I use 60 days in Vegas, I know some people use 30. Think about it the other way around. Your tenants start to do something you don’t like and you have to give them 90 days notice. In reality, you’re probably giving more than you get with the 90 days. You try to violate it and you’ll be in court, most likely losing. They give 30 days and move out of state, are you chasing them down?

Wow. 90 days. 120 days. That does seem excessive. But, if those are your terms, then those are your terms. The tenant can take it or leave it. Is this a standard period of time in your area? Does it really take you that long to find another tenant? 

@Anthony Wick . You’re right I’m amending all my leases to 365 day notice. So the minute you sign my 1 year lease I need your notice to renew or not as well.

Why do you use leases? I really want to know?

I ONLY rent month to month and either party can end the agreement with a 30 day notice. It works great and I have never any pushback. Tenants like not being tied to a lease and I never have to evict anyone.

I use leases because I can do better planning and reduce turnover. I also remove vacancies during the school period when no one wants to move. With leases I can ask about renewals 60-90 days in advance and the tenant has always known if they’re going to renew or I’ve known I’ll have a vacancy and can start advertising. 

Any conditions you put on your lease makes it more difficult to find a tenant.  I think 90 days is excessive, but in my area 30 days is standard.  However, I agree - a tenant who is trying to dictate terms to you, is going to probably continue to be difficult.  We've seen this happen.  So if you like your 90 days, and want to keep it consistent across all your leases, just reply that this is how all your leases are done (and they can take it or leave it).

@Peace Lily You told the tenant it works both ways but in the clause you posted, I don’t see it. Did you not include the whole text of your clause? Tenant is right, if you claim it works both ways then it should read as such. My lease says landlord can terminate the lease with 60 days notice to tenant and tenant is responsible for the payment of rent....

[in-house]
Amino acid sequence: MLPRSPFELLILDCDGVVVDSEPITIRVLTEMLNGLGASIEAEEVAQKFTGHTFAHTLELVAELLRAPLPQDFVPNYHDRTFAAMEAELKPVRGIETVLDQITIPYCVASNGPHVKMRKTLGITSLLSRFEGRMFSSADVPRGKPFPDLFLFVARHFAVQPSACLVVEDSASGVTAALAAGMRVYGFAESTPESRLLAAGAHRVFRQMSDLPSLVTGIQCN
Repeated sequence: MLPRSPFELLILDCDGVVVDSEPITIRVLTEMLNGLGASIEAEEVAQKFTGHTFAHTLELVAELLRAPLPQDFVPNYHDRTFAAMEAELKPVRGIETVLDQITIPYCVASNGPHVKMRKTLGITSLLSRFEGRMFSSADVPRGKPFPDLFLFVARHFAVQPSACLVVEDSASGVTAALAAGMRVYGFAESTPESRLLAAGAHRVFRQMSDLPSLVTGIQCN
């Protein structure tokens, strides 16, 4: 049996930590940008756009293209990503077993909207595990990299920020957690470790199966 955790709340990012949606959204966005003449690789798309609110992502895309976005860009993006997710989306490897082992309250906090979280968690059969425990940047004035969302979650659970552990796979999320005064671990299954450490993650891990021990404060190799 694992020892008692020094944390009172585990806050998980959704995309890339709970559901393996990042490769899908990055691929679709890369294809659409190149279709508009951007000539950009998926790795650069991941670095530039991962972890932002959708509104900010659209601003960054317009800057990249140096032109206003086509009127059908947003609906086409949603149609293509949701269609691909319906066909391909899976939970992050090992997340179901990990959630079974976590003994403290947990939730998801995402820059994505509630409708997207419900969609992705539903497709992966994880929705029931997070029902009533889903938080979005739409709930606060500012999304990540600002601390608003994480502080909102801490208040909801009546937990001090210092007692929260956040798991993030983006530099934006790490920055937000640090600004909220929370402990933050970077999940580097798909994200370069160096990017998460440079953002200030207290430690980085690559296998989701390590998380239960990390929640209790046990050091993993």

@Peace Lily who wrote your lease? Not an attorney based on how poorly written it is. You should never refer to contractual parties as "I" and "you" in a lease contract. Not only are you not naming parties, but you are switching perspective. So in the first sentence "you" refers to the tenant. In the second sentence "I" refers to the tenant and "you" refers to the landlord. This is confusing and will cause problems when you land in court. 

As far as 90 day term, that is very uncommon. Assuming it is legal in your state, then you are free to require that. Of course applicants are not required to sign the lease and you should releases them from any holding fee if they object to uncommon terms like this.

Here is the paragraph rewritten calling out specific parties:

"End of Lease Term. If tenant plans to vacate the Apartment at the end of their Lease, a minimum of 90 days notice is required in writing to Landlord. At the end of the Lease term, if tenant fails to vacate the apartment, landlord may use the legal process to remove tenant. In the event landlord accepts rent for any period after the end of the lease term, then tenant shall be deemed a holdover Tenant and tenancy shall be month to month with monthly rent at the current rate. In the event tenant is holdover tenant, the terms of this lease shall apply."